How would you define a tricky vintage? Perhaps a vintage where your vineyards had to endure hail and heavy rain over the summer months? Perhaps ‘tricky’ isn’t the word, ‘taxing’ might be more appropriate, as in 2014 in Piemonte, growers had to be unusually attentive in the vineyard to safeguard their vines and fruit. This was a challenge and, as ever, not everyone is well-enough equipped or able to meet the challenge. One estate that demonstrated its class in 2014 is Vietti, as Simon explains below.
Antonio Galloni chose to score the 2014 vintage 89 points overall, but included the following caveat…” My rating of the vintage reflects the overall, average level of the wines. If looking only at the best wines, the vintage rating would be considerably higher”. Of Galloni’s top ten wines of the vintage in his review ‘2014 Barolo: Surprise, surprise’, three of them are from Vietti and they all bear comparison to previous, great vintages. You could be forgiven for thinking there was one type of vintage for Barolo and another for Vietti - this was borne out by our own tastings in the region this year; the Vietti wines were a class apart. Take a look at the drink dates suggested by Galloni below; this was no lightweight vintage at Vietti.
On account of the weather conditions, yields across the board in Piemonte were down by 30-50%. In light of this, Vietti’s Luca Currado chose not to bottle one of their single vineyard Barolo, ‘Brunate’; instead he blended the small amount of Brunate they had made into the Barolo ‘Castiglione’, which is the entry level wine comprising fruit from 10 different crus. Blending away one of your top crus like this is not a decision taken lightly by winemakers (Vietti’s Brunate sells for around £600 per 6 in bond, whereas the Castiglione sells for £175 per 6 in bond). Making difficult decisions like this says a great deal about the approach of a given estate…consistent quality has to be upheld at all times. Brunate’s loss is Castiglione’s gain; the 2014 is a brilliant Castiglione with attractive layers of fresh red fruits, underscored by a vibrant acidity and dried rose petals on the finish.
As to the two Barolo Crus, ‘Ravera’ and ‘Lazzarito’, they shone in our tastings, perhaps more lifted in terms of aromatics than might be typical, but both with a good core of fruit…Ravera showing that it will need patience, but also showing the qualities that have led to this Cru from Novello receiving more praise than in the past; very pure, beautifully defined with a sense of tautness to its structure. I think this will prove to be a fascinating Ravera in time. The Lazzarito, from Serralunga d’Alba is possibly one of the most underrated in Vietti’s stable; it combines intense fruit with complex tobacco leaf and mineral notes. It shows terrific refinement in 2014, perhaps less assertive than in some vintages.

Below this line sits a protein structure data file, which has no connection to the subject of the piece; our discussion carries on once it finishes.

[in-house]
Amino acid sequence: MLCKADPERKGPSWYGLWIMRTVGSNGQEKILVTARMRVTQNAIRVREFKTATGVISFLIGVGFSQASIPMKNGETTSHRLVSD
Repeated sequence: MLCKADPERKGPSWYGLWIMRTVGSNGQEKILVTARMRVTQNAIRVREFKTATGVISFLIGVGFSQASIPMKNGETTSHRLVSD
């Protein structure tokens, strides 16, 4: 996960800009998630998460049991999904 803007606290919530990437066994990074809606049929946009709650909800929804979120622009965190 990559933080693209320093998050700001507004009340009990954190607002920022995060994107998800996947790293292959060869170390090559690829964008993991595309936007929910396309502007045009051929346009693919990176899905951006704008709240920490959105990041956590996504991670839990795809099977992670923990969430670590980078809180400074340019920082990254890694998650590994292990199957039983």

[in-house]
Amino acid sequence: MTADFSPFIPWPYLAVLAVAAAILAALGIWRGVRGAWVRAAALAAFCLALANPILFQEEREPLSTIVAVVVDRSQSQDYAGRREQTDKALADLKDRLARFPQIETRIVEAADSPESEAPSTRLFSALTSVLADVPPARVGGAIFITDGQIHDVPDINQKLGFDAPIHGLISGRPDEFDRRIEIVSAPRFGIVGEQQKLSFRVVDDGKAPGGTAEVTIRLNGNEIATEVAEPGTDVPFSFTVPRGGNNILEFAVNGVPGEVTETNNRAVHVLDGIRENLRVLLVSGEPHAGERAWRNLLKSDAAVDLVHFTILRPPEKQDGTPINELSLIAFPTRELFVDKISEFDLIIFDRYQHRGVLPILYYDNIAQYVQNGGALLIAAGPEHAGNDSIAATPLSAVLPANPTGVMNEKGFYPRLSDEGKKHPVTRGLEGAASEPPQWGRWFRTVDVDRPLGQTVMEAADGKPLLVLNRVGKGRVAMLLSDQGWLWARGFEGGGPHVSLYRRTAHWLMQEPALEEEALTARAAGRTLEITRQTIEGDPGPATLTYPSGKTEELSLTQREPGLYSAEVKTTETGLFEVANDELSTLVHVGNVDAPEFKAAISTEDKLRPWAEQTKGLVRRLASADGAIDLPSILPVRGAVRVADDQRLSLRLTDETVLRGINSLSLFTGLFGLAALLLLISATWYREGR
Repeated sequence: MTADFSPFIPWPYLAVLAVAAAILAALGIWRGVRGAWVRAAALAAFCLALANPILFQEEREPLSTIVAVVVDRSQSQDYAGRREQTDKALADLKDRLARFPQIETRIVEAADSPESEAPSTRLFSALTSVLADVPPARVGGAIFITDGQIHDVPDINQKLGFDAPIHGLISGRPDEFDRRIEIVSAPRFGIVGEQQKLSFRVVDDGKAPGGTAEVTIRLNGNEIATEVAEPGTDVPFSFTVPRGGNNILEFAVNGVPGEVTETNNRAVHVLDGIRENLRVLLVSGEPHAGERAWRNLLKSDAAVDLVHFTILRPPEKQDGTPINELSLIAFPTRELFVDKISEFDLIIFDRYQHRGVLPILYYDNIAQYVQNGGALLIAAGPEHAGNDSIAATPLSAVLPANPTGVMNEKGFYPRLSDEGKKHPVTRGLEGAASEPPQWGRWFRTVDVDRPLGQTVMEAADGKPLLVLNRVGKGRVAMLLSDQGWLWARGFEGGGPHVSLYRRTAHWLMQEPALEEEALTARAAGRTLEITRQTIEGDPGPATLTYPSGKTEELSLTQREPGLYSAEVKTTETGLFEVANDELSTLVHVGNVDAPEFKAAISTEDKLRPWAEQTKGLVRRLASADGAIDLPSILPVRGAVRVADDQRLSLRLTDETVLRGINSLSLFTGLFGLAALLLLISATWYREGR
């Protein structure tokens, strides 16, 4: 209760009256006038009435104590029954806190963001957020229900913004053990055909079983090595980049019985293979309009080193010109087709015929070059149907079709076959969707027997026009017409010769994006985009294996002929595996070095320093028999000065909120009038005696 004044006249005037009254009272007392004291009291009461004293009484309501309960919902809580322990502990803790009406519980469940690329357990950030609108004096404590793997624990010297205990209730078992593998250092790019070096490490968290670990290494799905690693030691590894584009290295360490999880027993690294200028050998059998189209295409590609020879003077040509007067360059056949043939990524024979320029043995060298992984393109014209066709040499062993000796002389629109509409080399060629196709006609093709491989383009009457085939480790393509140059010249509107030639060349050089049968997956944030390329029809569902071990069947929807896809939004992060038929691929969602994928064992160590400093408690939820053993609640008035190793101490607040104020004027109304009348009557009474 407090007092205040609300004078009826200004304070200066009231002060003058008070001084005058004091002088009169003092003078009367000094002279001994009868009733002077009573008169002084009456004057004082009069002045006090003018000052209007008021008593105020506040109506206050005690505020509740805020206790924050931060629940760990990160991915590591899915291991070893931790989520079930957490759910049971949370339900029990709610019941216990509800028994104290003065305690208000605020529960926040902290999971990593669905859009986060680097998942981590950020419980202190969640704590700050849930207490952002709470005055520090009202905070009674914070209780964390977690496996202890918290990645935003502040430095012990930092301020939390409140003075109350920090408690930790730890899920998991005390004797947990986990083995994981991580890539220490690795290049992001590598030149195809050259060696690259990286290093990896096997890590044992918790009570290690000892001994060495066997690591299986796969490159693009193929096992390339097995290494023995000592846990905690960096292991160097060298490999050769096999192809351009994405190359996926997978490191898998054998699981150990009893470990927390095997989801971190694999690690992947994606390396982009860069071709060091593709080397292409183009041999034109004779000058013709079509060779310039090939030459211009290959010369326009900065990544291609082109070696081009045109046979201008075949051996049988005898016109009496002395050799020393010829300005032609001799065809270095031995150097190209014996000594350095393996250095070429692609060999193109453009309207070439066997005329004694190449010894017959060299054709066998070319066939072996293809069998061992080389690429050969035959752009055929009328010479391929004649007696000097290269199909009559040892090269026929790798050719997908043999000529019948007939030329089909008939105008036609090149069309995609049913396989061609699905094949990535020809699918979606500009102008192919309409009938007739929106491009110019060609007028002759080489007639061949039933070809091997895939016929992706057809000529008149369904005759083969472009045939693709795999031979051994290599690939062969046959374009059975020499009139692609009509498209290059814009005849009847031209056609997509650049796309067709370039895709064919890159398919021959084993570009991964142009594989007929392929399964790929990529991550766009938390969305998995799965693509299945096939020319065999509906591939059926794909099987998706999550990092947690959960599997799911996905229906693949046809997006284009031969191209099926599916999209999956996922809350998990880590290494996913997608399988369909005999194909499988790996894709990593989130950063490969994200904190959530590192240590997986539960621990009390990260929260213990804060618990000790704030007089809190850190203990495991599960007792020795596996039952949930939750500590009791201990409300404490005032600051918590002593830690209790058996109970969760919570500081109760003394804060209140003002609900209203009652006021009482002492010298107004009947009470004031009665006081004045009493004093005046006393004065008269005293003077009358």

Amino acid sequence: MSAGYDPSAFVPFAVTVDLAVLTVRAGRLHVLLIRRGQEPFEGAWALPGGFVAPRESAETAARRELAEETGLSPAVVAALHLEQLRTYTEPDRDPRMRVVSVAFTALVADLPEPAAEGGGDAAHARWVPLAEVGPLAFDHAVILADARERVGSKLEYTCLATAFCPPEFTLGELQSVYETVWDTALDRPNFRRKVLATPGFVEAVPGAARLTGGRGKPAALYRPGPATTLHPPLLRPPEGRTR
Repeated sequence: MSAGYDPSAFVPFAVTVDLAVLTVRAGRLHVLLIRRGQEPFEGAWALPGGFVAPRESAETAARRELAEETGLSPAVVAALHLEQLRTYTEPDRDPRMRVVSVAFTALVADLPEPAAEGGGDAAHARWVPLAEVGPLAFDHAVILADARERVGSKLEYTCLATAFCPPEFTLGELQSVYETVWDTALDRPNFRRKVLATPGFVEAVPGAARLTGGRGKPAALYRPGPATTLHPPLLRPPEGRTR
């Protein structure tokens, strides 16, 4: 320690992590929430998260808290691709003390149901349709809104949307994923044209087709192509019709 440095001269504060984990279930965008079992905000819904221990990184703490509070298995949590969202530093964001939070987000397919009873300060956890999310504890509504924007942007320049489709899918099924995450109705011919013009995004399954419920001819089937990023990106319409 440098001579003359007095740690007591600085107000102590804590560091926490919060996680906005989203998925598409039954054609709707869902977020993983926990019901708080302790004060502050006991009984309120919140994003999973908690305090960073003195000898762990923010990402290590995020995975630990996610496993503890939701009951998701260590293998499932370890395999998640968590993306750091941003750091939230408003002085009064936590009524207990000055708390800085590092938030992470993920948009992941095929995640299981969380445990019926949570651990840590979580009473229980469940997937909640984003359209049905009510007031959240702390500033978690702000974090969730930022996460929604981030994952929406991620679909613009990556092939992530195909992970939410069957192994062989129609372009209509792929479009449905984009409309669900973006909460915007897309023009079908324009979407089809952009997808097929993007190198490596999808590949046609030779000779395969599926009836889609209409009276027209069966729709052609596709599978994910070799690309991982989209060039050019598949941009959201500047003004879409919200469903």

Antonio Galloni commented on the surprising quality he found at selected estates when tasting the 2014s, but I think there may well be a greater surprise to come when these wines have seen sufficient time in bottle.
2014 Barolo, Ravera, Vietti
£625 per 6 bottle case in bond
97 points, Antonio Galloni, vinous.com
Another highlight in this range, the 2014 Barolo Ravera opens with the most exquisite, captivating aromatics imaginable. It will be interesting to see if it develops a bit more midpalate depth and pliancy. Today, the 2014 is a bit austere, even within the context of the year and this site, where the wines are a bit on the nervous side to start. I have seen Vietti Raveras blossom into spectacular wines and imagine that will be the case here as well. Readers should not plan on opening a bottle anytime soon. 2026-2054.
2014 Barolo, Lazzarito, Vietti
£625 per 6 bottle case in bond
96 points, Antonio Galloni, vinous.com
In many ways, the gorgeous 2014 Barolo Lazzarito is the most surprising wine in the range. Once a stylistic outlier with a considerable French oak influence, today it is much closer to the other Barolos in terms of feel. Deep, dark and intense, with all of the energy of the year very much on display, the Lazzarito is super-expressive and shows a more red-toned profile than is the norm. Kirsch, mint, rose petal and chalk all develop in the glass, while beams of tannin and salinity give the wine shape and persistence. The weight and depth of Serralunga come through on the midpalate and into the finish. Even so, this is in a decidedly laid-back style for Serralunga. In 2014, I especially like the wine's aromatic presence. 2026-2054.
2014 Barolo, Castiglione, Vietti
£180 per 6 bottle case in bond
93 points, Antonio Galloni, vinous.com
The 2014 Barolo Castiglione is superb. Nuanced, layered and sculpted in the glass, the Castiglione is a wine of real precision and class. In 2014, the Castiglione is medium in body and gracious, with perhaps a bit less stuffing than in some previous editions, but tons of persistence. Hints of lavender, rose petal and red berry fruit lead into the crystalline, translucent finish. Time in the glass brings out this gorgeous Barolo's more refined side. Once again, the Castiglione is a real overachiever. The Castiglione is built on a core of Ravera, with a complement of fruit from other sites that are often vineyard-designated by other producers. 2020-2034.
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